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State's COVID-19 test site scheduling portal goes live

Long Islanders again waited on long lines for

Long Islanders again waited on long lines for COVID tests Monday, as Gov. Kathy Hochul said millions of tests are coming to New York and urged people to be smart on New Year's Eve. Newsday's Cecilia Dowd reports. Credit: Howard Schnapp

About 3 million free COVID-19 test kits will be distributed in New York by the end of the week, officials said Monday, as people snapped up appointments for new testing sites on Long Island and the number of cases remained high.

Demand for testing has boomed as New Yorkers, concerned about the surge in COVID-19 cases due to the highly contagious omicron variant, have been waiting for hours outside urgent care centers and other test sites.

A glitch in a new online portal created to let New Yorkers sign up at 13 new COVID-19 testing sites set to open Wednesday allowed people to make appointments for Monday and Tuesday, even though the locations were empty.

What to know

About 3 million free COVID-19 tests will be distributed in New York by the end of the week, officials said Monday.

A glitch in a new online portal created to let New Yorkers sign up at 13 new COVID-19 testing sites set to open Wednesday allowed people to make appointments for Monday and Tuesday, even though the locations were empty.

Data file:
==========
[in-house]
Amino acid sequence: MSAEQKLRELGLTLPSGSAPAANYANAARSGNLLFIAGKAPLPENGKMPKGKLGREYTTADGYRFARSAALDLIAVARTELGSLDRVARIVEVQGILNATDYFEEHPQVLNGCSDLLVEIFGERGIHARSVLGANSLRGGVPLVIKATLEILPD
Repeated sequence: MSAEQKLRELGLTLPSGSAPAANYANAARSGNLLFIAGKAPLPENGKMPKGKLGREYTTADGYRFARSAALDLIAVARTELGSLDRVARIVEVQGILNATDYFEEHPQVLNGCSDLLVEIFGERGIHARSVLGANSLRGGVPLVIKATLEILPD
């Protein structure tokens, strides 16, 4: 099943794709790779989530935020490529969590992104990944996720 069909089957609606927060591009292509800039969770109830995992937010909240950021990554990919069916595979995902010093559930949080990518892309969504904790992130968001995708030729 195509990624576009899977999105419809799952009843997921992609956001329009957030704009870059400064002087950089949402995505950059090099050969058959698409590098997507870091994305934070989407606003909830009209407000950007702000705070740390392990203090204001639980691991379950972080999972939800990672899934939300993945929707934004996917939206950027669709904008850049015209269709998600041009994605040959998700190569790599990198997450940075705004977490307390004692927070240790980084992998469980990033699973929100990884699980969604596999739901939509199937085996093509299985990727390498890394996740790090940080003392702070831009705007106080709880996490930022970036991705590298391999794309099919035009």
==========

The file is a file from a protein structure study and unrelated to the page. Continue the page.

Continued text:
Northwell Health announced Monday it is opening two drive-thru testing sites on Tuesday on Long Island.

The portal, a joint effort of the state and New Jersey-based BioReference Laboratories, launched early Monday morning and included two Long Island sites: IBEW Local 25 in Hauppauge and Kennedy Memorial Park in Hempstead.

In a statement to Newsday, BioReference acknowledged the error and said it will provide testing to those who signed up for the nonexistent slots on Monday and Tuesday.

"In response to the patient demand for COVID-19 testing, BioReference is offering Scarlet Health, an on-location service that comes to patients’ homes and/or workplace to collect COVID-19 specimens, for those who scheduled appointments today and tomorrow," said Hillary Titus, vice president of external communications at BioReference Laboratories. "Appointments for COVID-19 testing at the defined New York sites will open as scheduled for Wednesday, December 29."